Sosa warned that Central could lose Garcia for nothing as the agents are set to challenge the validity of its contract with the player. Garcia’s elder brother, Daniel, accompanied the young man when he signed his professional contract with Central and not his parents.
In a previous interview with the TTFA Media, Garcia credited his brother, Daniel, for being a key motivator in his career
“He’s always there for me,” said Garcia. “If I have to go training or to a game he will get the taxi or rent a car for me to get there. He pushes me all the time to do better.”
But Sosa is certain that Daniel is no position to sign as his younger brother’s guardian.
“It is an agreement which was entered into without the consent of his parent and that by itself is illegal,” said Sosa. “No minor anywhere in the free world can enter into a contract without the written consent of his parent; and neither his mother nor his father’s names are on the contract.
“They took Daniel and had him sign as a legal guardian when both (Levi’s) parents are alive. And then they want to turn around and play wrong and strong.”
Garcia’s mother, Judith Garcia, confirmed that she did not sign an agreement with Central.
“My big son, Daniel, signed it,” she said. “I do not want to get into any confusion… But I spoke to Brent Sancho and I told him that I want Levi to go to Europe.”
Central director of operations, Kevin Harrison, acknowledged that Garcia’s parents did not sign their son’s contract but explained why he felt the Sharks still had a claim on the boy’s future.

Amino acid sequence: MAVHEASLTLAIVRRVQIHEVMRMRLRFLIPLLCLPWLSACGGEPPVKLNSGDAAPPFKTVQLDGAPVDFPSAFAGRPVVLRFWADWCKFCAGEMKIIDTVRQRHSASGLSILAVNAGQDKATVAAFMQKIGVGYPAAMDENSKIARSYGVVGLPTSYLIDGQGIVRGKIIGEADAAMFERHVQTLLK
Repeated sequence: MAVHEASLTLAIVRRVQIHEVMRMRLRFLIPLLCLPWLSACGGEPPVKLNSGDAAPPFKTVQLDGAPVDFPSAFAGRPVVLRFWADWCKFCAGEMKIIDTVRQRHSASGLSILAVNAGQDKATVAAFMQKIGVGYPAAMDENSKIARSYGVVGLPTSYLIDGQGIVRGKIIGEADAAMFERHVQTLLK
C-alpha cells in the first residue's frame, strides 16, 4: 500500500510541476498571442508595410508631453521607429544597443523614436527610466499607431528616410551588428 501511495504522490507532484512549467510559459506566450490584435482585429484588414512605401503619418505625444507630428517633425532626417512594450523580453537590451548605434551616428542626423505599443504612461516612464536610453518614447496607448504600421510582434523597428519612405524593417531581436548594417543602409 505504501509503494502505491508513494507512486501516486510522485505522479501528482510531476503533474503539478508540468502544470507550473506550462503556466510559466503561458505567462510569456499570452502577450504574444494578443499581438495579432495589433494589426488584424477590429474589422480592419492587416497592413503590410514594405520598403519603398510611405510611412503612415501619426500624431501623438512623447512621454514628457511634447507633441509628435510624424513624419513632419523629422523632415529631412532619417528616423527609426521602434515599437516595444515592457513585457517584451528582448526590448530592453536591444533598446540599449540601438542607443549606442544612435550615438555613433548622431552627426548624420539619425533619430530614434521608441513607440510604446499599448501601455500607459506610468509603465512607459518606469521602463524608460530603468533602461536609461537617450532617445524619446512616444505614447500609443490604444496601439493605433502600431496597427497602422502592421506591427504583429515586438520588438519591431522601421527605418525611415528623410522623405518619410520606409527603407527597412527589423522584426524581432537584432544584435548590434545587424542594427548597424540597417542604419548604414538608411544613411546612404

“(Levi) brought an adult to meet us who wasn’t a minor and who understood everything (about the contract),” said Harrison. “His parents sat in our office several times after that and they never said they didn’t want him to play with us. So if they are trying to say they didn’t give us permission they would be lying.
“In fact, everything was great until Humphrey showed up… I have already told (the parents) that no matter what he promises you, Levi isn’t going anywhere until we make an arrangement with that (buying) club.”
But Sosa believes Central’s attitude can only harm the player and is ultimately counter-productive.
“Between his parents and ourselves, we are trying to sort it out in a cordial manner,” he said. “And, if not, we will do what we have to. Levi does not want to play with Central.
“These boys—all five of them—are going to a first class, professional environment for the first time, which can only help their development.”
Garcia’s present teammates at Shiva would be happy to win the Secondary Schools Football League (SSL) Premier title while his classmates are preparing themselves for CXC examinations next May.
Meanwhile, Garcia is enduring a tumultuous start to his life as a professional sportsman. It is not the sort of tug of war that most footballers are exposed to at the age of 16.
Almost certainly, Garcia’s impasse with Central has already cost him the chance of an international senior debut during next week’s Caribbean Cup qualifiers as head coach Stephen Hart was unimpressed by his decision to represent Shiva in the SSFL rather than Central in the Pro League.
Garcia will hope to make up for that in Europe; providing that Sancho and Nijman come to an agreement.